Pros & Cons of OpenCart:
+ Open-source, meaning anyone can modify the code to experiment with the store’s interface and functionalities.
+ Basic sets of commerce features to run a store and 36 integrated payment gateways available out of the box.
+ Plenty of integrations and a large marketplace of 13,000+ themes, plugins, modules, and extensions.
+ Unlimited number of products and categories to be added.
+ Free to download
— Hard to set up: non-techy merchants will surely need to hire a developer to implement their solution.
— Self-hosted: you’ll need to configure servers yourself or find a hosting provider to do it for you.
— Difficult to scale: the increasing numbers of added modules will slow down your store and may result in budget overruns.
From blogs to stores! WooCommerce is a WordPress plug-in with open-source modifiable code that can turn any website into a store. According to Statista, WooCommerce takes the largest share of the market for its easy use and setup. Frequent use of the platform doesn’t mean it’s fit for all, though: only small stores seeking basic commerce functions will benefit the most from this solution.
Pricing: WooCommerce plugin comes free of charge, but you’ll need to deal with the hosting and maintenance costs.
Pros & Cons of WooCommerce:
+ Easy to start selling with thanks to a fast setup and an intuitive admin interface.
+ A large marketplace of 55,000+ extensions, themes, and plugins and the freedom to customize.
+ No transaction fees and easy integration with some renowned payment gateways, like PayPal, Stripe, and Square.
+ Basic SEO and marketing features.
+ Free core software and an enormous community of developers writing informative articles and documentation.
— Challenging to scale: WooCommerce has weak database architecture for high order volume and traffic, so the website will experience performance issues once the business starts growing.
— A limited set of features set out of the box, which means you’ll have to spend extra on extensions and modules.
— Subject to security issues: because WooCommerce is not a SaaS ecommerce platform, you’ll need to source a PCI certificate, set up PCI-DSS compliance, and upgrade security patches all by yourself.
Now, mid-size businesses present different requirements for ecommerce platforms. Because they have grown far past the level of small businesses, mid-size brands realize the importance of scalability and customization. They may have a small but decent catalog of products, generate stable annual revenue between $10 million and $1 billion, and experience medium load traffic.
Here are a few best ecommerce platforms for mid-size businesses that we recommend.
Magento Open Source is one of the affordable Magento editions offering basic commerce functionalities and free core code. Unlike other open-source ecommerce platforms, it offers endless customization opportunities and promising scalability options (case in point: Carbon38 that grew into a sports apparel and fashion giant purely on Magento Open Source). It’s also more affordable than other enterprise ecommerce solutions and flexible in terms of third-party integrations.
Pricing: Magento Open Source can be downloaded for free from the official Magento website. However, hosting, themes, extensions, and Magento development services for that matter should be paid separately.
Pros & Cons of Magento Open Source:
+ Scalable and easy-to-customize.
+ A decent set of features to run a mid-size store, like catalog management; marketing, promotions and conversion tools; global shipping, etc.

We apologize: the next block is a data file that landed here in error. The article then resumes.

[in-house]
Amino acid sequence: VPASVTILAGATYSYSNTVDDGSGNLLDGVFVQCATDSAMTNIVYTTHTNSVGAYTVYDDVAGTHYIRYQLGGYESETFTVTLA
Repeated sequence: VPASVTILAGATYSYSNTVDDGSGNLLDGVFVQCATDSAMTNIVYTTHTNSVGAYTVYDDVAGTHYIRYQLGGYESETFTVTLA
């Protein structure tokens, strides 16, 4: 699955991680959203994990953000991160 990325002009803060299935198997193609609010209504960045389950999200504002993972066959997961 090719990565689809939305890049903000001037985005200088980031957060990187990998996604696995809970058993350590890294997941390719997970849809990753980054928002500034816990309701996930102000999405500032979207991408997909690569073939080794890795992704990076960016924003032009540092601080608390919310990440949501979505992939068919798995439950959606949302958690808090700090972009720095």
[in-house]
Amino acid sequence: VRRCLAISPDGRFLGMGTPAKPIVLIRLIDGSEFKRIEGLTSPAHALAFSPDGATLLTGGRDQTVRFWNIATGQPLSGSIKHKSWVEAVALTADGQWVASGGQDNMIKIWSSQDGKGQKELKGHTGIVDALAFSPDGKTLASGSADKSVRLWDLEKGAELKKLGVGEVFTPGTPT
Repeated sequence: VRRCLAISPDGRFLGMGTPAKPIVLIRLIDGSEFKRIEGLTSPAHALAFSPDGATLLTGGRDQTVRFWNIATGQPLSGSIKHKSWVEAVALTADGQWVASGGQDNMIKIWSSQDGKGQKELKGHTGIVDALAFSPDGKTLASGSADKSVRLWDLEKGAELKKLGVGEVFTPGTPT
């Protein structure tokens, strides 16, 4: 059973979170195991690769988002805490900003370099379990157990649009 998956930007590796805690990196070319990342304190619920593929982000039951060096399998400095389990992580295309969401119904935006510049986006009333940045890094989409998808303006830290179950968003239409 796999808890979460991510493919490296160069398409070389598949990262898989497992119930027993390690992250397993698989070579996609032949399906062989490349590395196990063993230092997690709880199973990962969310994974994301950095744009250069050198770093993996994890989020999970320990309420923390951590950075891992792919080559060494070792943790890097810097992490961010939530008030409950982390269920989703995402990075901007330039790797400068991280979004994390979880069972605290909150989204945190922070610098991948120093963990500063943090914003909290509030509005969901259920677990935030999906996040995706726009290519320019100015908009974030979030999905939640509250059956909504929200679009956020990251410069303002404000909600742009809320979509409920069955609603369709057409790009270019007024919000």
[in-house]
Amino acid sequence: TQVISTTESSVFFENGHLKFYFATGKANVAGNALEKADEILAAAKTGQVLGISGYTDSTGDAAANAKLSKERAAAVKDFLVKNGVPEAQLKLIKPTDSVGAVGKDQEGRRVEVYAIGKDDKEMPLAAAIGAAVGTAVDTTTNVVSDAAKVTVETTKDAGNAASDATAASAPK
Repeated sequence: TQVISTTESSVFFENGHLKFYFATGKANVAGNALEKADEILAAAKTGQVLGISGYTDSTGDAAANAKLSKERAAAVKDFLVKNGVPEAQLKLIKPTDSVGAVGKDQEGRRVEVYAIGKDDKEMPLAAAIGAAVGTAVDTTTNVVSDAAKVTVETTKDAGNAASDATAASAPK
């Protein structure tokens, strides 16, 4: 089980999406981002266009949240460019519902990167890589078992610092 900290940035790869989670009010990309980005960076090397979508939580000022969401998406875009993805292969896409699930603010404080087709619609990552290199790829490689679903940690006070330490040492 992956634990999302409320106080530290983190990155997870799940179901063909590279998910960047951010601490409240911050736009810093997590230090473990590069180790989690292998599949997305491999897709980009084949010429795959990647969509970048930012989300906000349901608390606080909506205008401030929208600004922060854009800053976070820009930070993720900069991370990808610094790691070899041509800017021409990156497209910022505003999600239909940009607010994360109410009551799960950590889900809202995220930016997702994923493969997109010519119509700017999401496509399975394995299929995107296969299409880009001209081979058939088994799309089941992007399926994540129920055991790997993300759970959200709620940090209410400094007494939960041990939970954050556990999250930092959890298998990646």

+ A large community of users and extensive documentation on the platform use.
+ A responsive and mobile-friendly platform.
+ A free core product.
— Difficult to install: unless you have much technical knowledge, you may need to delegate this setup job to Magento-certified professionals (like Elogic, for instance).
— Self-hosted: you’ll need to take care of your server configuration, security certificates, and possibly maintenance procedures to ensure your website runs smoothly.
— Time-consuming: because Magento is a layered software requiring complex coding, you can’t expect to go live in a few days like with other SaaS ecommerce platforms.
One of the strongest players in an ecommerce game these days, BigCommerce is a SaaS subscription-based platform. In a battle of BigCommerce vs Magento, it stands out as a great fit for small businesses as it allows a merchant to build and launch a store in a matter of days. But because the platform can accommodate up to 600 variations per product and has many built-in sales features, we’ve placed BigCommerce among the mid-size business solutions.
Pricing: After a 15-day trial, a merchant will have to pay a minimum monthly fee of $29.95. Paying all the annual fees upfront will result in a 10% discount.
Pros & Cons of BigCommerce:
+ Extensive number of built-in features, like ratings and reviews or real-time shipping quotes, which reduces the total cost of ownership (TCO) of the website.
+ Unlimited products, file storage and bandwidth.
+ No transaction fees and 55+ integrated payment gateways
+ Cloud hosting, level 1 PCI certification, and ISO/IEC 27001 compliance for the encryption of financial transactions.
— Limited design options: compared with Shopify or Magento, BigCommerce offers only 7 free and 50 paid themes to its merchants.
— Small app marketplace: BigCommerce heavily relies on its built-in features and has not offered any add-ons until recently.
— Expensive for successful customers: your subscription plan will change once your company crosses the defined threshold of annual revenue.
Drupal Commerce is a relatively new open-source ecommerce platform that extends the functionalities of Drupal as a content management system (CMS). Unlike WooCommerce that acts merely as a plugin to WordPress, Drupal Commerce has a much broader set of functionalities and can be integrated with another platform into a headless approach (see Drupal Commerce vs Magento 2 article for more details). Drupal will work best for selling non-standard digital products, like content and books, and has all functionalities to satisfy the needs of a mid-size business.
Pricing: The core software code can be downloaded for free. But a merchant should keep in mind the expenses for hiring a team of web developers to design and implement the website and its components.
Pros & Cons of Drupal Commerce: